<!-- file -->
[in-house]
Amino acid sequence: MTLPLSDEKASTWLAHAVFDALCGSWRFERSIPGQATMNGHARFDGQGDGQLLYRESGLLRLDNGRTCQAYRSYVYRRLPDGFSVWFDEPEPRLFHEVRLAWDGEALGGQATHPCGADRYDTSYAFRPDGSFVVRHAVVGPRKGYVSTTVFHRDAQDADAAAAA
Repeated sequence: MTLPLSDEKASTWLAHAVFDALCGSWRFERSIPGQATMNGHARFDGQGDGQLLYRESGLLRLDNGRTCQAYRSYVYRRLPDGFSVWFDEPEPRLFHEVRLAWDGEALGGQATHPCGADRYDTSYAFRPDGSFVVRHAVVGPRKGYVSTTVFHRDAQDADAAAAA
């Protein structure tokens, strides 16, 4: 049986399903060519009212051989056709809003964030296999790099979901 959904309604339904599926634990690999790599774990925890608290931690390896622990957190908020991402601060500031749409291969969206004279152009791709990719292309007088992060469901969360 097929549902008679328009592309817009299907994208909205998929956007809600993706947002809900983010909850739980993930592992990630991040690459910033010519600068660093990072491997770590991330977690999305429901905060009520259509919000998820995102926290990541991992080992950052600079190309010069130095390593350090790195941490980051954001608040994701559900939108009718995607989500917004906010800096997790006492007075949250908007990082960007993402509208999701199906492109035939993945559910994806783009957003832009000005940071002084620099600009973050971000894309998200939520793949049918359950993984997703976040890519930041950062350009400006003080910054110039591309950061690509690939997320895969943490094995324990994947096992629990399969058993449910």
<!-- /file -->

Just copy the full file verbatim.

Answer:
[in-house]
Amino acid sequence: MTLPLSDEKASTWLAHAVFDALCGSWRFERSIPGQATMNGHARFDGQGDGQLLYRESGLLRLDNGRTCQAYRSYVYRRLPDGFSVWFDEPEPRLFHEVRLAWDGEALGGQATHPCGADRYDTSYAFRPDGSFVVRHAVVGPRKGYVSTTVFHRDAQDADAAAAA
Repeated sequence: MTLPLSDEKASTWLAHAVFDALCGSWRFERSIPGQATMNGHARFDGQGDGQLLYRESGLLRLDNGRTCQAYRSYVYRRLPDGFSVWFDEPEPRLFHEVRLAWDGEALGGQATHPCGADRYDTSYAFRPDGSFVVRHAVVGPRKGYVSTTVFHRDAQDADAAAAA
């Protein structure tokens, strides 16, 4: 049986399903060519009212051989056709809003964030296999790099979901 959904309604339904599926634990690999790599774990925890608290931690390896622990957190908020991402601060500031749409291969969206004279152009791709990719292309007088992060469901969360 097929549902008679328009592309817009299907994208909205998929956007809600993706947002809900983010909850739980993930592992990630991040690459910033010519600068660093990072491997770590991330977690999305429901905060009520259509919000998820995102926290990541991992080992950052600079190309010069130095390593350090790195941490980051954001608040994701559900939108009718995607989500917004906010800096997790006492007075949250908007990082960007993402509208999701199906492109035939993945559910994806783009957003832009000005940071002084620099600009973050971000894309998200939520793949049918359950993984997703976040890519930041950062350009400006003080910054110039591309950061690509690939997320895969943490094995324990994947096992629990399969058993449910």